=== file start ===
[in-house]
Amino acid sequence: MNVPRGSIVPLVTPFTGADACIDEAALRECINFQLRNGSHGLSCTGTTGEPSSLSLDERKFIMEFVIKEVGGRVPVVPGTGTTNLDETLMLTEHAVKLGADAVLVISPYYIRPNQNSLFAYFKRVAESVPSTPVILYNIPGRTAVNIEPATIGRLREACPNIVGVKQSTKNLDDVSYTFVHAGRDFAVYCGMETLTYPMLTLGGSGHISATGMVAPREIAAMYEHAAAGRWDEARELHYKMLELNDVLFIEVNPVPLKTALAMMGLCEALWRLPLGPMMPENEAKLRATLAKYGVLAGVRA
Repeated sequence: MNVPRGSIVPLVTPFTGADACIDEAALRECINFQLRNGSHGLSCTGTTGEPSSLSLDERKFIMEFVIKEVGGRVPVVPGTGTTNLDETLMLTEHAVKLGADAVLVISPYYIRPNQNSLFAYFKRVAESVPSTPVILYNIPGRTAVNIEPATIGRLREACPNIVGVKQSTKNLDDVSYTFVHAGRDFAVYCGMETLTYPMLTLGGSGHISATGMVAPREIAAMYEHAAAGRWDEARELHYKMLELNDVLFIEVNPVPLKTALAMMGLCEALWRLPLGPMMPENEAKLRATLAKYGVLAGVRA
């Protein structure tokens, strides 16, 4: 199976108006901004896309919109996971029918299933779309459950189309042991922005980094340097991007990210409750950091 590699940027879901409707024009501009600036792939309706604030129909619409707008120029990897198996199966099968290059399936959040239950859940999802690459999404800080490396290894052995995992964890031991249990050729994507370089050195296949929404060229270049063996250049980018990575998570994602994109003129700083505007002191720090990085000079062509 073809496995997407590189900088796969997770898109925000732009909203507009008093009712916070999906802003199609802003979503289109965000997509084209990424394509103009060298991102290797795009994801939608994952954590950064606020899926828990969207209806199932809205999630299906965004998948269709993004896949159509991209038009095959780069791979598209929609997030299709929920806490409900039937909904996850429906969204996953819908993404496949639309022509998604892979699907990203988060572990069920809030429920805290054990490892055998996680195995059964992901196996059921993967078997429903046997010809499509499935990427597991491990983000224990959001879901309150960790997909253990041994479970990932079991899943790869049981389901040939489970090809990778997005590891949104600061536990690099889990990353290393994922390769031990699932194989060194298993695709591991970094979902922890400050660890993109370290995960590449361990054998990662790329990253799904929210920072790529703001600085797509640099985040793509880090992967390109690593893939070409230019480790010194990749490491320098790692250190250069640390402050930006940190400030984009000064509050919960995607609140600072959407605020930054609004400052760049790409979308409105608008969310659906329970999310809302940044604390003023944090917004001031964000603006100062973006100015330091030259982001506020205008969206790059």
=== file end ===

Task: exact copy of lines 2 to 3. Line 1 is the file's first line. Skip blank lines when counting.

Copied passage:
Amino acid sequence: MNVPRGSIVPLVTPFTGADACIDEAALRECINFQLRNGSHGLSCTGTTGEPSSLSLDERKFIMEFVIKEVGGRVPVVPGTGTTNLDETLMLTEHAVKLGADAVLVISPYYIRPNQNSLFAYFKRVAESVPSTPVILYNIPGRTAVNIEPATIGRLREACPNIVGVKQSTKNLDDVSYTFVHAGRDFAVYCGMETLTYPMLTLGGSGHISATGMVAPREIAAMYEHAAAGRWDEARELHYKMLELNDVLFIEVNPVPLKTALAMMGLCEALWRLPLGPMMPENEAKLRATLAKYGVLAGVRA
Repeated sequence: MNVPRGSIVPLVTPFTGADACIDEAALRECINFQLRNGSHGLSCTGTTGEPSSLSLDERKFIMEFVIKEVGGRVPVVPGTGTTNLDETLMLTEHAVKLGADAVLVISPYYIRPNQNSLFAYFKRVAESVPSTPVILYNIPGRTAVNIEPATIGRLREACPNIVGVKQSTKNLDDVSYTFVHAGRDFAVYCGMETLTYPMLTLGGSGHISATGMVAPREIAAMYEHAAAGRWDEARELHYKMLELNDVLFIEVNPVPLKTALAMMGLCEALWRLPLGPMMPENEAKLRATLAKYGVLAGVRA